Animals use sensory stimuli to guide their actions. While the detection of ethologically relevant stimuli can elicit instinctive responses or reflexes, often stimuli become relevant through experience and learning. For example, many vertebrates can alter their responses to detected stimuli according to the outcome their actions produce. A major challenge to our understanding of the neuronal basis of this elemental form of goal-directed behaviour is that any visual stimulus evokes neuronal activity across multiple brain structures and, within each structure, across diverse types of neurons. Two evolutionary conserved brain structures for goal-directed behaviour are the striatum and the optic tectum (called superior colliculus in mammals). Both structures emerged over 500 million years ago, are present in all vertebrates and receive ascending visual input from the periphery. In mammals, however, these structures also receive descending visual input from visual cortex, via neurons that give rise to cortico-fugal pathways. Although these cortico-fugal neurons form the main neuronal pathways through which visual cortex can influence behaviour, causal evidence of their functional contribution to goal-directed behaviour is still lacking. In fact, mammals can learn and perform some detection tasks proficiently in the absence of sensory cortex. It thus remains unknown whether sensory cortico-fugal pathways provide any adaptive benefit in the emergence of such a simple goal-directed behaviour. Here, we combine intersectional viral approaches with optogenetic silencing and surgical lesions in mice to address the impact of visual cortex and two of its main cortico-fugal pathways in the learning and performance of a visual detection task. We show that visual cortex enhances learning speed through its striatal projecting neurons, whereas it enhances the sensitivity to detect visual stimuli via cortico-fugal neurons that target the superior colliculus. Our work reveals a functional dissociation between two distinct cortico-fugal neurons in visual cortex and suggests an adaptive contribution of sensory neocortex even in simple goal-directed behaviour.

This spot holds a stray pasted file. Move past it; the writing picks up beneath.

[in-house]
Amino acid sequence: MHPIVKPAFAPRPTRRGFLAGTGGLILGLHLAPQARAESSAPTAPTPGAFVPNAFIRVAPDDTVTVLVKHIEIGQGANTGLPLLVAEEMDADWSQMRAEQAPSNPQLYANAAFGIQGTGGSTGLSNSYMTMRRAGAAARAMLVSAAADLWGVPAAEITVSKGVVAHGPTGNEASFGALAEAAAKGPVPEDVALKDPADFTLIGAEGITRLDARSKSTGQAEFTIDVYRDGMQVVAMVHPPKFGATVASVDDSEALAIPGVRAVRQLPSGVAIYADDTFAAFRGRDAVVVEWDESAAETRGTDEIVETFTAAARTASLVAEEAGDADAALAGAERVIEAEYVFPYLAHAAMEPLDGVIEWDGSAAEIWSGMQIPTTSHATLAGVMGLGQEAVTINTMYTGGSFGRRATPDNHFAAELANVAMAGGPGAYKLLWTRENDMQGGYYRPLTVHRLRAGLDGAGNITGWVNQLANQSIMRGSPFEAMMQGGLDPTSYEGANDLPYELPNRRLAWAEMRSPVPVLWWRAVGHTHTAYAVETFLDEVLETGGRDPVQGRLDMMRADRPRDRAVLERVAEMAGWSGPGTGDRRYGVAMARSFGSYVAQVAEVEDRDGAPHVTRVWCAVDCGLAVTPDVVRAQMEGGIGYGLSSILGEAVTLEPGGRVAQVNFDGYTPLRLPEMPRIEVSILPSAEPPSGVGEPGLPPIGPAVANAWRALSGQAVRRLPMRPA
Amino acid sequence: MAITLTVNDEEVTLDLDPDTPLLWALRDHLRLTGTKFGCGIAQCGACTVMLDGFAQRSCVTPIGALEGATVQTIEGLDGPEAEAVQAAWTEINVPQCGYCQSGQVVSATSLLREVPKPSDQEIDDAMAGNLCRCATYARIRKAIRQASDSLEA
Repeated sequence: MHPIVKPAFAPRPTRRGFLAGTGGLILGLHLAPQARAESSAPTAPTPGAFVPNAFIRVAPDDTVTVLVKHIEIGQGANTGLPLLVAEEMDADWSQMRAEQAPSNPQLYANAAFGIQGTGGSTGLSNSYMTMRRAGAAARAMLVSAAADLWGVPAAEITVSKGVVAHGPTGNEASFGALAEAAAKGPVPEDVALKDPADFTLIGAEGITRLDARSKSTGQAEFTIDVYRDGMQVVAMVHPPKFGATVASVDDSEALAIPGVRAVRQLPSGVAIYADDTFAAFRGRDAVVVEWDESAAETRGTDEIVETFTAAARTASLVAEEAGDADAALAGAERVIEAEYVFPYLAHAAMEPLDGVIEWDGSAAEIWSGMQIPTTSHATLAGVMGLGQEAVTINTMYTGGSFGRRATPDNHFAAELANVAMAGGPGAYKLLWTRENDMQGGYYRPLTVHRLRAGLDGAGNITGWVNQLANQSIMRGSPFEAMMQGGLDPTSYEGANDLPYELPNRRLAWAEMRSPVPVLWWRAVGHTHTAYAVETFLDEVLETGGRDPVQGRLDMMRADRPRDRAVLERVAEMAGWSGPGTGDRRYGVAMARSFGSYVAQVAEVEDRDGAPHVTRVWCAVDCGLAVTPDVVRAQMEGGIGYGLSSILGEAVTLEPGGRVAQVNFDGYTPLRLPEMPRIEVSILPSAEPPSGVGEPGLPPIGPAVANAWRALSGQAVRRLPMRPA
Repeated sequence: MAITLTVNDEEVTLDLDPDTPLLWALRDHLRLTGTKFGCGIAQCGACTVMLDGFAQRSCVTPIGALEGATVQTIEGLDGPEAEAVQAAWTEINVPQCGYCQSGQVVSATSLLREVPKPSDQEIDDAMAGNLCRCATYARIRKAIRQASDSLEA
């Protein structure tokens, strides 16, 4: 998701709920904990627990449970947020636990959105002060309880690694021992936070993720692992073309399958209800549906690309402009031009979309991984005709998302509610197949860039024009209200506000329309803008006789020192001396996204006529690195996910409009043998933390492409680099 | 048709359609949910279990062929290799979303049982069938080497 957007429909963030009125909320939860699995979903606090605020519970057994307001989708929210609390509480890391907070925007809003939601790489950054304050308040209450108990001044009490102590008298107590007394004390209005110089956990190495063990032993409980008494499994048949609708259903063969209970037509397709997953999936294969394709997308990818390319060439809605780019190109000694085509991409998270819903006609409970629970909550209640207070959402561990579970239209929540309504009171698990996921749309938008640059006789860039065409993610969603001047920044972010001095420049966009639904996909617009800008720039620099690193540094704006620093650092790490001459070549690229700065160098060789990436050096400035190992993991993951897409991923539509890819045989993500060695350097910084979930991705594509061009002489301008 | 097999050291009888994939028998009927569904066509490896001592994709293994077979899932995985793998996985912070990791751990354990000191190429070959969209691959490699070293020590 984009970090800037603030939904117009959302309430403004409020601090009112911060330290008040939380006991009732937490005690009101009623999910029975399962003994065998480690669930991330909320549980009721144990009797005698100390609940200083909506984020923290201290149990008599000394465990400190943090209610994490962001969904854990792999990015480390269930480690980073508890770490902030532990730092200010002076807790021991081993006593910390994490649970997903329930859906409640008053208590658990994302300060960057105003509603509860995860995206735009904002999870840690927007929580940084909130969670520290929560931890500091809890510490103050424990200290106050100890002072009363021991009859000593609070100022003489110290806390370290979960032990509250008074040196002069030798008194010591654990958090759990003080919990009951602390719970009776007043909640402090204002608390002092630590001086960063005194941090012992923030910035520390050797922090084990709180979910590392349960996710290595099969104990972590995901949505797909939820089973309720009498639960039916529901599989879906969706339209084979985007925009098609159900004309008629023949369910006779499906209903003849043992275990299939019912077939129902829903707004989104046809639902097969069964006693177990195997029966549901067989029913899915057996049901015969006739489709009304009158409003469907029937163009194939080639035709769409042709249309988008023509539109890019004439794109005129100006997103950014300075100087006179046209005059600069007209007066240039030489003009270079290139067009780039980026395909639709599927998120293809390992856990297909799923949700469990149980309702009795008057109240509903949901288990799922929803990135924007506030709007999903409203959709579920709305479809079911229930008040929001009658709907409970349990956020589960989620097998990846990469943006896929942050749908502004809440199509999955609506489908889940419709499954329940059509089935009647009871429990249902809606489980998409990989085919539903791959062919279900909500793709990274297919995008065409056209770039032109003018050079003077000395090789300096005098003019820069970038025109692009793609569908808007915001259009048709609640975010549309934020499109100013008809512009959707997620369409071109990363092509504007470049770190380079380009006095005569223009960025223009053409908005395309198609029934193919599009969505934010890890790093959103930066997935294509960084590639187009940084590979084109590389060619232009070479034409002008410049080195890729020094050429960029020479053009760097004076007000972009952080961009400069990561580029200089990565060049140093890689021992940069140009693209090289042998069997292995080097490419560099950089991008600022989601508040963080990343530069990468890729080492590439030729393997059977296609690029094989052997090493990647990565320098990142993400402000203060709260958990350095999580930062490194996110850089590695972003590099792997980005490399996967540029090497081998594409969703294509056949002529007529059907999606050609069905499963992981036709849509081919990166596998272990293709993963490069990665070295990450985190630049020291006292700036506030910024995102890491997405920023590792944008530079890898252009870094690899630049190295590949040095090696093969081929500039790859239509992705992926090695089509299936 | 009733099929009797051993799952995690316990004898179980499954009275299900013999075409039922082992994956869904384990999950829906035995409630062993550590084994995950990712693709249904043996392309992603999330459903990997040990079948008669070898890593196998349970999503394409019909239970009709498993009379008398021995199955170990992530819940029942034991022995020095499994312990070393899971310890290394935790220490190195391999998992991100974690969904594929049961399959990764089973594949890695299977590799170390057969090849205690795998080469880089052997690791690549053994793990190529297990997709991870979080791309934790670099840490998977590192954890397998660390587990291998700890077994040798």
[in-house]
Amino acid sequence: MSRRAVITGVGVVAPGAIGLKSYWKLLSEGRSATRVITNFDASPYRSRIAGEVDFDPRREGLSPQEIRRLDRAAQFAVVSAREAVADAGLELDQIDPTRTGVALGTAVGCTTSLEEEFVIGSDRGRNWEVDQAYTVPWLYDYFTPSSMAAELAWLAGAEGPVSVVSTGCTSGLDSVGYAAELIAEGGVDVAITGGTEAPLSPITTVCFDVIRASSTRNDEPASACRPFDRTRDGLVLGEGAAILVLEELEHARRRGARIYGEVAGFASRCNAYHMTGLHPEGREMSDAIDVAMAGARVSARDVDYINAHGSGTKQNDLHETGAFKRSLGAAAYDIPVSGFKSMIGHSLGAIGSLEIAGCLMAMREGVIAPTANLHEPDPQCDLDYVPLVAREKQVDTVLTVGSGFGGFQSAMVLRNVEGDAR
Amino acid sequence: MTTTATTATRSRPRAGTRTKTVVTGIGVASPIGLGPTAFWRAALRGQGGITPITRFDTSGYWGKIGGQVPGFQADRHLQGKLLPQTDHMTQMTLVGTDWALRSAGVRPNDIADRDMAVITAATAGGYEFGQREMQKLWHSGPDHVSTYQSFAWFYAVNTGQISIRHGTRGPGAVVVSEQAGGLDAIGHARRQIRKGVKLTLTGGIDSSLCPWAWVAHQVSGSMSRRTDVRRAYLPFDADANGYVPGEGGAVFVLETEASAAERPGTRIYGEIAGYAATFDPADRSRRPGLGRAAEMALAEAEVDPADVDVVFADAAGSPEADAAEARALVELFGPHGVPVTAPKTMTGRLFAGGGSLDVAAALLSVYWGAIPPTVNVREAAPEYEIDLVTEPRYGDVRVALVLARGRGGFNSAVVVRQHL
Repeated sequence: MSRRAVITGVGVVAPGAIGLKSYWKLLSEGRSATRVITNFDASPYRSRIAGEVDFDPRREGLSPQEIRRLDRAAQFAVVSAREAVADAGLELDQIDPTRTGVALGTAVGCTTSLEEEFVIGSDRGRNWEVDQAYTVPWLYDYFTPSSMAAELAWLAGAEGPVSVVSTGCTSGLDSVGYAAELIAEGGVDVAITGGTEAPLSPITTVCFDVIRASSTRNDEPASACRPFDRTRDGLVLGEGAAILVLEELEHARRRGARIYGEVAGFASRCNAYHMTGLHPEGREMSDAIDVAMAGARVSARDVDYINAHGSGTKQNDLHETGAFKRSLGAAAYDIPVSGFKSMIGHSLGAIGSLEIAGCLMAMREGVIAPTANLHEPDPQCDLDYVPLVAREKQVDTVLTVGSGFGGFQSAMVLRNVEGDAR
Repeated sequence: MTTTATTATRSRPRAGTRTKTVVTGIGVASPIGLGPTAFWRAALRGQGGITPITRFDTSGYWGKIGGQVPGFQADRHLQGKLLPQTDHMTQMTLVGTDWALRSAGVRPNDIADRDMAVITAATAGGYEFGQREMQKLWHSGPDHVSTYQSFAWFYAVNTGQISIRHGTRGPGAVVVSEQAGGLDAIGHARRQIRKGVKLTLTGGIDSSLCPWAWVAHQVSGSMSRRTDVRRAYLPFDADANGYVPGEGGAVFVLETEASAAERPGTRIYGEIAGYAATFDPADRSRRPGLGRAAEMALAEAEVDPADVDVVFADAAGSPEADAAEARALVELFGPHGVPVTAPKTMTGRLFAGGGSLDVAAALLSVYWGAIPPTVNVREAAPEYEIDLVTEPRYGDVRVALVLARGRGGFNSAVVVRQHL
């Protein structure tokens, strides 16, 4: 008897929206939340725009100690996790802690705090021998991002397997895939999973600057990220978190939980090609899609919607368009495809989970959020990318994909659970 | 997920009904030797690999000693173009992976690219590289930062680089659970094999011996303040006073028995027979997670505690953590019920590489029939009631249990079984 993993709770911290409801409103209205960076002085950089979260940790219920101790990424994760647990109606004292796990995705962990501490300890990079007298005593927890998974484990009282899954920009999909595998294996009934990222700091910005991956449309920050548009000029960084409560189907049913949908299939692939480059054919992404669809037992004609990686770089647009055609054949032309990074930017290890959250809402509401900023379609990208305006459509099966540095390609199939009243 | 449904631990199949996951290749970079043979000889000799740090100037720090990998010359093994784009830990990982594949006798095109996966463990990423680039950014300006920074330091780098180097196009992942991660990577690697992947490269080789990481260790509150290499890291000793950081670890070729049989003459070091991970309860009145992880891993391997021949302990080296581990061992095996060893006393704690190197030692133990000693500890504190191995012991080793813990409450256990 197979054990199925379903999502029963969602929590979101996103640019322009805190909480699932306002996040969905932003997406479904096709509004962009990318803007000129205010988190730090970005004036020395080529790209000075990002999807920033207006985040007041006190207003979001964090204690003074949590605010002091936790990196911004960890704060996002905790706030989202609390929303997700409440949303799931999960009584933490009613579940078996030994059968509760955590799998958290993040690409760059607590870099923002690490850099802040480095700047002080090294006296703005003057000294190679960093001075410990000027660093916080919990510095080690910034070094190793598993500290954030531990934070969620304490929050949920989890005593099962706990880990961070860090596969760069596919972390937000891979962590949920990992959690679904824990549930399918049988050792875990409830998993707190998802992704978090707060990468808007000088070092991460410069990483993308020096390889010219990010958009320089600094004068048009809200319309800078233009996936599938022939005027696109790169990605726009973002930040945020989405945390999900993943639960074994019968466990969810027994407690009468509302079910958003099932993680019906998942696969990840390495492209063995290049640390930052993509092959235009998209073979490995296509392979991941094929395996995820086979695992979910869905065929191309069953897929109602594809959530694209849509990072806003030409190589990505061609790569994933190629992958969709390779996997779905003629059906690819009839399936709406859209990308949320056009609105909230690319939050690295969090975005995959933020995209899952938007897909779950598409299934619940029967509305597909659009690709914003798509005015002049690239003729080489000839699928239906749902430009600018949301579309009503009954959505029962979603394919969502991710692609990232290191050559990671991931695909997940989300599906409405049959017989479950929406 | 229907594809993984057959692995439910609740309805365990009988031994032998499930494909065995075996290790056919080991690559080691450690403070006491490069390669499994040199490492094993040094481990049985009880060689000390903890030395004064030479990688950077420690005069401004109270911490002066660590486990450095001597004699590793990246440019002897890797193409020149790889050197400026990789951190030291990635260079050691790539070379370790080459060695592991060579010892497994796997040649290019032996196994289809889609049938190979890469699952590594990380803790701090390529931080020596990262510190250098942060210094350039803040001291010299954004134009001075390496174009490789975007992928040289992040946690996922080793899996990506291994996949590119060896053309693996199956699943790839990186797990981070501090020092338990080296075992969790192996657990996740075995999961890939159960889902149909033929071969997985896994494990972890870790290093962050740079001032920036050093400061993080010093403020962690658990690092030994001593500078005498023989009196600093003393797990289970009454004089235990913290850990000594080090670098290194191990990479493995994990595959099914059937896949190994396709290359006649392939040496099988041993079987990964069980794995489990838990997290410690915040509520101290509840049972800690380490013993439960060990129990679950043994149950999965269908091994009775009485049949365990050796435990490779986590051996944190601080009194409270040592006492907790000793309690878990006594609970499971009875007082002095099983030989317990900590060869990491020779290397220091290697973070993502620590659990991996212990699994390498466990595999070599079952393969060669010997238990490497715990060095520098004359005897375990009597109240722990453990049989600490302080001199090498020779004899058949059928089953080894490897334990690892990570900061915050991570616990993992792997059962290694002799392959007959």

Sarah Ruediger is a postdoctoral researcher in the laboratory of Dr. Massimo Scanziani at the University of California San Francisco and the Howard Hughes Medical Institute. She studied molecular biology at the University of Basel in Switzerland and completed her doctoral training in the laboratory of Dr. Pico Caroni at the Friedrich Miescher Institute for Biomedical Research. Her graduate research focused on the function of structural plasticity in the hippocampus in learning and memory. Sarah was awarded with the ‘Best Publication Award 2011’ by the Swiss Society for Neuroscience for her research on the role of structural plasticity in memory precision and she received the Ed Fisher Award for the best Ph.D. thesis by the Friedrich Miescher Institute. Sarah’s postdoctoral research focuses on the function of visual cortical circuit elements in the learning and performance of visually guided behaviour. She combines intersectional viral approaches with state-of-the-art methods to record and perturb neuronal activity to reveal the neuronal substrate that underlies the emergence of perception and behaviour. Her postdoctoral studies were supported by postdoctoral fellowships from European Molecular Biology Organization and the Swiss National Science Foundation. Sarah’s research was published in major scientific journals and her work was highlighted by renowned leaders in the field. Sarah’s long-term research goal is to contribute to our understanding of the circuit mechanisms that enable the brain to link perception with action and to unravel how the transformation of sensory input to motor output is dynamically regulated from one moment to another.
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